The fact that this volume exists at all is a little surprising to me. “Necrosha” was an “X-Force” storyline blown up to crossover size as one of their villains, the psychic vampire Selene, got her hands on the techno-organic virus and used it to bring back a host of undead mutants to make like “Pinky and The Brain” and try to take over the world. I never got into “X-Force” because it had a “takes itself so seriously that you can’t take it seriously at all” vibe to it. Plus, in the wake of “Blackest Night” this whole mini-event felt too familiar for its own good. However, Marvel has never been a company to find a new way to wring money out of its fanbase, so now we’ve got a collection of the “Necrosha” tie-in issues (plus one!) for people like me who liked Mike Carey’s work on “Legacy,” but didn’t want to buy a giant collection to get it.
The story itself, “Earth, Give Up Your Dead,” is nothing special, but it’s still pleasingly familiar. It’s another take on the familiar superhero trope of setting up an invincible enemy -- in this case, reality-altering X-Men foe Proteus -- then having him tear through the heroes before they get their second wind and find a way to triumph. Yes, it’s three issues made up mostly of fighting, but Carey sells the danger well, finds some creative uses for his characters’ powers and gets in some nice character moments with Rogue (of course) and Blindfold at the end. The last story is a decent one-off as Rogue takes on a portion of the Stepford Cuckoos’ power and gets more than she bargained for as she becomes privy to the random thoughts of pretty much everyone on Utopia. If you’re like me and have enjoyed Carey’s run the title and hate to have a gap in your collection, then this is for you. For everyone else, it’s eminently skippable.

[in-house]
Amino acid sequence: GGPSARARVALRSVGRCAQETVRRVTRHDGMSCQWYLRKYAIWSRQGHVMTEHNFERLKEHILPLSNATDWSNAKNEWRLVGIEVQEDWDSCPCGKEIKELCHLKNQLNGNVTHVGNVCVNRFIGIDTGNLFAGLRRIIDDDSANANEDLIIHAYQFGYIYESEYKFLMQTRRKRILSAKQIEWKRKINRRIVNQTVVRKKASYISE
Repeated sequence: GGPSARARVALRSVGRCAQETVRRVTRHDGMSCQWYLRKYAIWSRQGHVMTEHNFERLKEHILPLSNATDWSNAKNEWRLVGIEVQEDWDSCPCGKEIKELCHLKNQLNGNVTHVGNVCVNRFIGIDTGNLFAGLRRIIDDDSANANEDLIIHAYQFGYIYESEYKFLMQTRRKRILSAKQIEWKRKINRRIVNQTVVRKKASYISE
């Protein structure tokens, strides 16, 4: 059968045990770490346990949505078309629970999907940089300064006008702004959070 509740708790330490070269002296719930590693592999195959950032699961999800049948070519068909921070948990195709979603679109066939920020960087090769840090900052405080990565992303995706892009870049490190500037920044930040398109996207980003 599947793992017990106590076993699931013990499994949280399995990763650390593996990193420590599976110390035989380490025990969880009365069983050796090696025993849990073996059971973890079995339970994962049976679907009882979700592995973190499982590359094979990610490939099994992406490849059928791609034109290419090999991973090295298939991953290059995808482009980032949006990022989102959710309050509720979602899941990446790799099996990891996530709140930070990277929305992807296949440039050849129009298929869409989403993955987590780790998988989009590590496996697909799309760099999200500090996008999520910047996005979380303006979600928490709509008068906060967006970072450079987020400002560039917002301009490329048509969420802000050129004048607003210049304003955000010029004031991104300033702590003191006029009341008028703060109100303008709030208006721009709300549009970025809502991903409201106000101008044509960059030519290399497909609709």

This is a series that has been on the cusp of greatness a few times over the past year. Protagonist Kei Kurono’s efforts to save his girlfriend back in vol. 15 and his release from the game and the repercussions of that act in vol. 19 were handled really well. Unfortunately creator Hiroya Oku hasn’t been able to follow through with the fallout from these actions in a logical manner, having Kei continue to work with the teammates who killed his girlfriend as if nothing had happened as one example, and it has become harder to get fully invested in the series as a result. At least the action has remained consistently exciting throughout. These two volumes represent a major turning point in the series with regards to its group dynamics, but I’m not convinced that it’s going to be for the best. (Spoilers for Kei’s fate in the two paragraphs after the break...)
It’s not Steve Jobs’ plan to resume his duties as Apple CEO after his death, but a Vertigo series that launched over a year back from writer Chris Roberson and artist Michael Allred. I’m borrowing the first three volumes from a friend of mine who really likes it. The reason I haven’t picked it up myself is that the word on this series has been “alright” more than anything else. Reading this first volume for myself, it’s easy to see why that’s the case.
(Now that normal service has been resumed...)
Spoilers for last Sunday’s episode of “The Walking Dead” come after the break. In case you haven’t watched it yet: SOMEBODY DIED! Much sooner than they did in the comic too.
We're breaking the fourth wall today courtesy of "No Longer Human," "Animal Man," and "The Unwritten."
Those of you expecting any kind of a pause, or some time to explore the new status quo of the Fantastic Four in the wake of Johnny Storm’s death are in for a surprise here. This first volume of “FF,” “Future Foundation” in actuality, picks up right where the last volume in writer Jonathan Hickman’s run left off. Spider-Man is now a part of the team, with Johnny’s blessing being given via a holographic will, and after a brief meet-and-greet to re-establish the cast things hit the ground running. This volume starts small at first with Dr. Doom showing up so that Valeria can make good on her promise to fix his brain. I say this is “small” in comparison to the fact that the team is going to need not only his help, but the help of pretty much every major villain of the Fantastic Four to defeat the small group of Reed Richards who escaped the Council’s destruction at the hands of the Celestials. They’re not out to destroy the Earth, but they have few compunctions about breaking a few things in the process of returning to their former glory.